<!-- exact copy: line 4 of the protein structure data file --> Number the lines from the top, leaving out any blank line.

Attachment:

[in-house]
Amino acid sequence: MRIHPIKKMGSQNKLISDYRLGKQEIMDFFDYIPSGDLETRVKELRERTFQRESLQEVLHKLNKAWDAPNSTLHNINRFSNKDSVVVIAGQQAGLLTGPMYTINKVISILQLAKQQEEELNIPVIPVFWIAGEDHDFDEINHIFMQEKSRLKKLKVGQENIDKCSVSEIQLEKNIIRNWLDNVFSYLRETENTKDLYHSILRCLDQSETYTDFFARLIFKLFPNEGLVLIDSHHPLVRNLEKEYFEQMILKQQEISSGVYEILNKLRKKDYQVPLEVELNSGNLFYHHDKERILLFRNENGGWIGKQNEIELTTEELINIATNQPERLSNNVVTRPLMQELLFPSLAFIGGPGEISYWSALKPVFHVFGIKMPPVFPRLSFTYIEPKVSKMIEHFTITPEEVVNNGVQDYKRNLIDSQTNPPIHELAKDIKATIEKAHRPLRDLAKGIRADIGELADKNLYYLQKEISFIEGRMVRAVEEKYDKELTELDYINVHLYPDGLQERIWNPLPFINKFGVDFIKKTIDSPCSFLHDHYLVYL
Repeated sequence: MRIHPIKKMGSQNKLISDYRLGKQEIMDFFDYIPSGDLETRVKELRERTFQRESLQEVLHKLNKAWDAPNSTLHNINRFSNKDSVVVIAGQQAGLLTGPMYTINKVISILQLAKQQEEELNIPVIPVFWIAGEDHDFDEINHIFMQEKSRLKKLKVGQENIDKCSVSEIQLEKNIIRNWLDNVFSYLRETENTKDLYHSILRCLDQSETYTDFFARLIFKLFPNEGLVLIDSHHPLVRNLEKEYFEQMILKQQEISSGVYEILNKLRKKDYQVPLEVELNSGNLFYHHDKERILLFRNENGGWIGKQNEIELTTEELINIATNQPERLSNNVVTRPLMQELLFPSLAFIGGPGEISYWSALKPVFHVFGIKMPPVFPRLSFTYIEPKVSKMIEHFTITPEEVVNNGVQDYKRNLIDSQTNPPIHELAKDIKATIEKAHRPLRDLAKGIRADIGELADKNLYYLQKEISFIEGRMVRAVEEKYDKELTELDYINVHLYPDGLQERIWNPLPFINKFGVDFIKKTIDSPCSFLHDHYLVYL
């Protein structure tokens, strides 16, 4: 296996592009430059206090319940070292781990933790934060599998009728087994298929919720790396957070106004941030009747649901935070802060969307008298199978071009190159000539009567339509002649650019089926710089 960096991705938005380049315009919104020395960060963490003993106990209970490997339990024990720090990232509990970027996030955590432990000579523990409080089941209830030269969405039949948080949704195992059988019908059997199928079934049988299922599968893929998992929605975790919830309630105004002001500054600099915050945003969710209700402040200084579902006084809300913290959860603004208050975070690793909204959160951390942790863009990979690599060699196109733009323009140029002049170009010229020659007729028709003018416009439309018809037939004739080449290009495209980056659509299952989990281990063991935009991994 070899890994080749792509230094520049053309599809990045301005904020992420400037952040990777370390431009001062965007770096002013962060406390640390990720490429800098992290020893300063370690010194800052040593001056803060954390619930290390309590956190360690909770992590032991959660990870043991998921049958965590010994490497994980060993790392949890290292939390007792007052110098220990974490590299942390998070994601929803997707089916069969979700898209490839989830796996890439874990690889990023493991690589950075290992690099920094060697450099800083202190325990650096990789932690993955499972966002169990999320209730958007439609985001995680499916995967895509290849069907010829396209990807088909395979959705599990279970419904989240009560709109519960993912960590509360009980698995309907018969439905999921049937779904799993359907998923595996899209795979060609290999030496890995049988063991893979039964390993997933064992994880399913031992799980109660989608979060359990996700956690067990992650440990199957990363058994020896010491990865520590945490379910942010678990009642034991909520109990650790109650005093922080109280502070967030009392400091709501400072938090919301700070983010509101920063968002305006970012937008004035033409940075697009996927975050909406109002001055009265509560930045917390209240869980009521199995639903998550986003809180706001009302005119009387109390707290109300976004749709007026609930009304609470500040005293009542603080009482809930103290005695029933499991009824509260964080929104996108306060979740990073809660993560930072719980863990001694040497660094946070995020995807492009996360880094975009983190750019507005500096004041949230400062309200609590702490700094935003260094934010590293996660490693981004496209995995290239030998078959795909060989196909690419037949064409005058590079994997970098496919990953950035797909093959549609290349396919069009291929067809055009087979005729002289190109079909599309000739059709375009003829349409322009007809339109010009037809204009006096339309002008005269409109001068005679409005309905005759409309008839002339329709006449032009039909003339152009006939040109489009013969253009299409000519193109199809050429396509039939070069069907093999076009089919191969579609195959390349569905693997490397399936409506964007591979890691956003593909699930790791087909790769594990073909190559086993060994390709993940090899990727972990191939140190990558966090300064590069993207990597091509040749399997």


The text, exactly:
């Protein structure tokens, strides 16, 4: 296996592009430059206090319940070292781990933790934060599998009728087994298929919720790396957070106004941030009747649901935070802060969307008298199978071009190159000539009567339509002649650019089926710089 960096991705938005380049315009919104020395960060963490003993106990209970490997339990024990720090990232509990970027996030955590432990000579523990409080089941209830030269969405039949948080949704195992059988019908059997199928079934049988299922599968893929998992929605975790919830309630105004002001500054600099915050945003969710209700402040200084579902006084809300913290959860603004208050975070690793909204959160951390942790863009990979690599060699196109733009323009140029002049170009010229020659007729028709003018416009439309018809037939004739080449290009495209980056659509299952989990281990063991935009991994 070899890994080749792509230094520049053309599809990045301005904020992420400037952040990777370390431009001062965007770096002013962060406390640390990720490429800098992290020893300063370690010194800052040593001056803060954390619930290390309590956190360690909770992590032991959660990870043991998921049958965590010994490497994980060993790392949890290292939390007792007052110098220990974490590299942390998070994601929803997707089916069969979700898209490839989830796996890439874990690889990023493991690589950075290992690099920094060697450099800083202190325990650096990789932690993955499972966002169990999320209730958007439609985001995680499916995967895509290849069907010829396209990807088909395979959705599990279970419904989240009560709109519960993912960590509360009980698995309907018969439905999921049937779904799993359907998923595996899209795979060609290999030496890995049988063991893979039964390993997933064992994880399913031992799980109660989608979060359990996700956690067990992650440990199957990363058994020896010491990865520590945490379910942010678990009642034991909520109990650790109650005093922080109280502070967030009392400091709501400072938090919301700070983010509101920063968002305006970012937008004035033409940075697009996927975050909406109002001055009265509560930045917390209240869980009521199995639903998550986003809180706001009302005119009387109390707290109300976004749709007026609930009304609470500040005293009542603080009482809930103290005695029933499991009824509260964080929104996108306060979740990073809660993560930072719980863990001694040497660094946070995020995807492009996360880094975009983190750019507005500096004041949230400062309200609590702490700094935003260094934010590293996660490693981004496209995995290239030998078959795909060989196909690419037949064409005058590079994997970098496919990953950035797909093959549609290349396919069009291929067809055009087979005729002289190109079909599309000739059709375009003829349409322009007809339109010009037809204009006096339309002008005269409109001068005679409005309905005759409309008839002339329709006449032009039909003339152009006939040109489009013969253009299409000519193109199809050429396509039939070069069907093999076009089919191969579609195959390349569905693997490397399936409506964007591979890691956003593909699930790791087909790769594990073909190559086993060994390709993940090899990727972990191939140190990558966090300064590069993207990597091509040749399997």